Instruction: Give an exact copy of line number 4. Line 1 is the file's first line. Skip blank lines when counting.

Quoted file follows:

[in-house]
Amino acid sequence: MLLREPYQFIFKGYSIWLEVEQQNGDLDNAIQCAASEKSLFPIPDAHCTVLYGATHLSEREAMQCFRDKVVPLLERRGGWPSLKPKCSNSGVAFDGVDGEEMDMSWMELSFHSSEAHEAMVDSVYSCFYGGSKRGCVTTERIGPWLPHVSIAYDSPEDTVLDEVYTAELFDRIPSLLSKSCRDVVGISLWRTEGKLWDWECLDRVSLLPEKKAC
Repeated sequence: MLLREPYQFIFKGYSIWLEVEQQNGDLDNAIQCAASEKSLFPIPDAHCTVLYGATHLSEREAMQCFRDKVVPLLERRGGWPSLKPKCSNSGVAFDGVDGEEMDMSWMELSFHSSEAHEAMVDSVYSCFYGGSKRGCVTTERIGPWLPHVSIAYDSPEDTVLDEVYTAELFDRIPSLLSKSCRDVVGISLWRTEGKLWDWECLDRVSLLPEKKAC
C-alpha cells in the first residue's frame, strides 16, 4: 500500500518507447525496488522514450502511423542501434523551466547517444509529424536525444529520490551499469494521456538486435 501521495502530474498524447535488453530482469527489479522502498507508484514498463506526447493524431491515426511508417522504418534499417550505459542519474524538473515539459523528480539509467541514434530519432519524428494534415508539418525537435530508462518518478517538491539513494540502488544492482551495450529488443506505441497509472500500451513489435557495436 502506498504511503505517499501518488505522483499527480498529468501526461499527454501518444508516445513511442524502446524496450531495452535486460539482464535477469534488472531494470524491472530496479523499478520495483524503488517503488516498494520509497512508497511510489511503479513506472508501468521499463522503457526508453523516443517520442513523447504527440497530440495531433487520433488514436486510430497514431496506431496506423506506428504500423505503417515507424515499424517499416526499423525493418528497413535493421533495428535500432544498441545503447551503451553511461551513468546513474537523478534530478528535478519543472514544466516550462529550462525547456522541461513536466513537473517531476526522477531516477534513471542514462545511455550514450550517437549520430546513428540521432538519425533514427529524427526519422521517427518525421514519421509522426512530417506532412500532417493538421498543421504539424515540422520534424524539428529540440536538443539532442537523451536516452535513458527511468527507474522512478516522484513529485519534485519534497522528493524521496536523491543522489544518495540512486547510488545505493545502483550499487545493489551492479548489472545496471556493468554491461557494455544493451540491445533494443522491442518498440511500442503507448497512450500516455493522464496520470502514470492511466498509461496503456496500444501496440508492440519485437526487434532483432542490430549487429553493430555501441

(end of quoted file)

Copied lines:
C-alpha cells in the first residue's frame, strides 16, 4: 500500500518507447525496488522514450502511423542501434523551466547517444509529424536525444529520490551499469494521456538486435 501521495502530474498524447535488453530482469527489479522502498507508484514498463506526447493524431491515426511508417522504418534499417550505459542519474524538473515539459523528480539509467541514434530519432519524428494534415508539418525537435530508462518518478517538491539513494540502488544492482551495450529488443506505441497509472500500451513489435557495436 502506498504511503505517499501518488505522483499527480498529468501526461499527454501518444508516445513511442524502446524496450531495452535486460539482464535477469534488472531494470524491472530496479523499478520495483524503488517503488516498494520509497512508497511510489511503479513506472508501468521499463522503457526508453523516443517520442513523447504527440497530440495531433487520433488514436486510430497514431496506431496506423506506428504500423505503417515507424515499424517499416526499423525493418528497413535493421533495428535500432544498441545503447551503451553511461551513468546513474537523478534530478528535478519543472514544466516550462529550462525547456522541461513536466513537473517531476526522477531516477534513471542514462545511455550514450550517437549520430546513428540521432538519425533514427529524427526519422521517427518525421514519421509522426512530417506532412500532417493538421498543421504539424515540422520534424524539428529540440536538443539532442537523451536516452535513458527511468527507474522512478516522484513529485519534485519534497522528493524521496536523491543522489544518495540512486547510488545505493545502483550499487545493489551492479548489472545496471556493468554491461557494455544493451540491445533494443522491442518498440511500442503507448497512450500516455493522464496520470502514470492511466498509461496503456496500444501496440508492440519485437526487434532483432542490430549487429553493430555501441